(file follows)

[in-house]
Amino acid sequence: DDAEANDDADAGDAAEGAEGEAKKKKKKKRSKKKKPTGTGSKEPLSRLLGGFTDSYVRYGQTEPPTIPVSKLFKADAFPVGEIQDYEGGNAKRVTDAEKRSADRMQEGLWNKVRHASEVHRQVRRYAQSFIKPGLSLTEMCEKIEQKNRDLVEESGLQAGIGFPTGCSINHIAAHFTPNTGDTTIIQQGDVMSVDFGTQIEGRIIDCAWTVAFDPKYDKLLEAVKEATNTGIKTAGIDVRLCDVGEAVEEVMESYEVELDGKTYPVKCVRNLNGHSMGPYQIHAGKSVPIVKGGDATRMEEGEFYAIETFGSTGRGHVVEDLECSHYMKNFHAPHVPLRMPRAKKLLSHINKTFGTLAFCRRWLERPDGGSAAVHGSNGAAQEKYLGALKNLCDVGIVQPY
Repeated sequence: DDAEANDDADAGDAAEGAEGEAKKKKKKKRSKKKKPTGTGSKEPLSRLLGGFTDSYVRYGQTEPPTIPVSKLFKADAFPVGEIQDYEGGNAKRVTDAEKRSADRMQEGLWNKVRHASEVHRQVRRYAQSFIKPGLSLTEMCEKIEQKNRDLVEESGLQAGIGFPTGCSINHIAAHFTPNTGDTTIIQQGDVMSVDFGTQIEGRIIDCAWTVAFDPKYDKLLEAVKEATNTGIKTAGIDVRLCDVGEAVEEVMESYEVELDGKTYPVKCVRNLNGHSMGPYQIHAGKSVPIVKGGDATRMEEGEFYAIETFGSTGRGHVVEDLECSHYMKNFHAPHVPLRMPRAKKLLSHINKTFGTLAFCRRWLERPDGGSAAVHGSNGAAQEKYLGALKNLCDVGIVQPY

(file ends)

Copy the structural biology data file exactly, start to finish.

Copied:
[in-house]
Amino acid sequence: DDAEANDDADAGDAAEGAEGEAKKKKKKKRSKKKKPTGTGSKEPLSRLLGGFTDSYVRYGQTEPPTIPVSKLFKADAFPVGEIQDYEGGNAKRVTDAEKRSADRMQEGLWNKVRHASEVHRQVRRYAQSFIKPGLSLTEMCEKIEQKNRDLVEESGLQAGIGFPTGCSINHIAAHFTPNTGDTTIIQQGDVMSVDFGTQIEGRIIDCAWTVAFDPKYDKLLEAVKEATNTGIKTAGIDVRLCDVGEAVEEVMESYEVELDGKTYPVKCVRNLNGHSMGPYQIHAGKSVPIVKGGDATRMEEGEFYAIETFGSTGRGHVVEDLECSHYMKNFHAPHVPLRMPRAKKLLSHINKTFGTLAFCRRWLERPDGGSAAVHGSNGAAQEKYLGALKNLCDVGIVQPY
Repeated sequence: DDAEANDDADAGDAAEGAEGEAKKKKKKKRSKKKKPTGTGSKEPLSRLLGGFTDSYVRYGQTEPPTIPVSKLFKADAFPVGEIQDYEGGNAKRVTDAEKRSADRMQEGLWNKVRHASEVHRQVRRYAQSFIKPGLSLTEMCEKIEQKNRDLVEESGLQAGIGFPTGCSINHIAAHFTPNTGDTTIIQQGDVMSVDFGTQIEGRIIDCAWTVAFDPKYDKLLEAVKEATNTGIKTAGIDVRLCDVGEAVEEVMESYEVELDGKTYPVKCVRNLNGHSMGPYQIHAGKSVPIVKGGDATRMEEGEFYAIETFGSTGRGHVVEDLECSHYMKNFHAPHVPLRMPRAKKLLSHINKTFGTLAFCRRWLERPDGGSAAVHGSNGAAQEKYLGALKNLCDVGIVQPY